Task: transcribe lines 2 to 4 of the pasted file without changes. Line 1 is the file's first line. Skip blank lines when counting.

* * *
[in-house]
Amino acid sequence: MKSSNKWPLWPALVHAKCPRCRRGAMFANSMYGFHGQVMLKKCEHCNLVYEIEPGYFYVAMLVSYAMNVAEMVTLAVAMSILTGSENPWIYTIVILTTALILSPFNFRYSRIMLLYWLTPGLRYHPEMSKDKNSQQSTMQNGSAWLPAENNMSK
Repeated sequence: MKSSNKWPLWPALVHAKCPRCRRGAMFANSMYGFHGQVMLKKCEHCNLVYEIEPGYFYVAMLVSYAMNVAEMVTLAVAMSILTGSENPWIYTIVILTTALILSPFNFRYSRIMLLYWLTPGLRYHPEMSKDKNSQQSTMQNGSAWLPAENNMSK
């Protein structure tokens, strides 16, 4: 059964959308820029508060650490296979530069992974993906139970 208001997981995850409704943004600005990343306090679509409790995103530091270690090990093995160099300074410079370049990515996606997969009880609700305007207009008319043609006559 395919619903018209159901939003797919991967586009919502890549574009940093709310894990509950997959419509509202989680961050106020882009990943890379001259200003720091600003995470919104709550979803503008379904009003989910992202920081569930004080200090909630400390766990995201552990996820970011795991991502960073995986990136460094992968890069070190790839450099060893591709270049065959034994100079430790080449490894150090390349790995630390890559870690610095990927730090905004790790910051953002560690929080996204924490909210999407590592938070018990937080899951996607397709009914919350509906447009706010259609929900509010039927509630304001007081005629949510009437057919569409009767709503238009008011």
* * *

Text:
Amino acid sequence: MKSSNKWPLWPALVHAKCPRCRRGAMFANSMYGFHGQVMLKKCEHCNLVYEIEPGYFYVAMLVSYAMNVAEMVTLAVAMSILTGSENPWIYTIVILTTALILSPFNFRYSRIMLLYWLTPGLRYHPEMSKDKNSQQSTMQNGSAWLPAENNMSK
Repeated sequence: MKSSNKWPLWPALVHAKCPRCRRGAMFANSMYGFHGQVMLKKCEHCNLVYEIEPGYFYVAMLVSYAMNVAEMVTLAVAMSILTGSENPWIYTIVILTTALILSPFNFRYSRIMLLYWLTPGLRYHPEMSKDKNSQQSTMQNGSAWLPAENNMSK
């Protein structure tokens, strides 16, 4: 059964959308820029508060650490296979530069992974993906139970 208001997981995850409704943004600005990343306090679509409790995103530091270690090990093995160099300074410079370049990515996606997969009880609700305007207009008319043609006559 395919619903018209159901939003797919991967586009919502890549574009940093709310894990509950997959419509509202989680961050106020882009990943890379001259200003720091600003995470919104709550979803503008379904009003989910992202920081569930004080200090909630400390766990995201552990996820970011795991991502960073995986990136460094992968890069070190790839450099060893591709270049065959034994100079430790080449490894150090390349790995630390890559870690610095990927730090905004790790910051953002560690929080996204924490909210999407590592938070018990937080899951996607397709009914919350509906447009706010259609929900509010039927509630304001007081005629949510009437057919569409009767709503238009008011």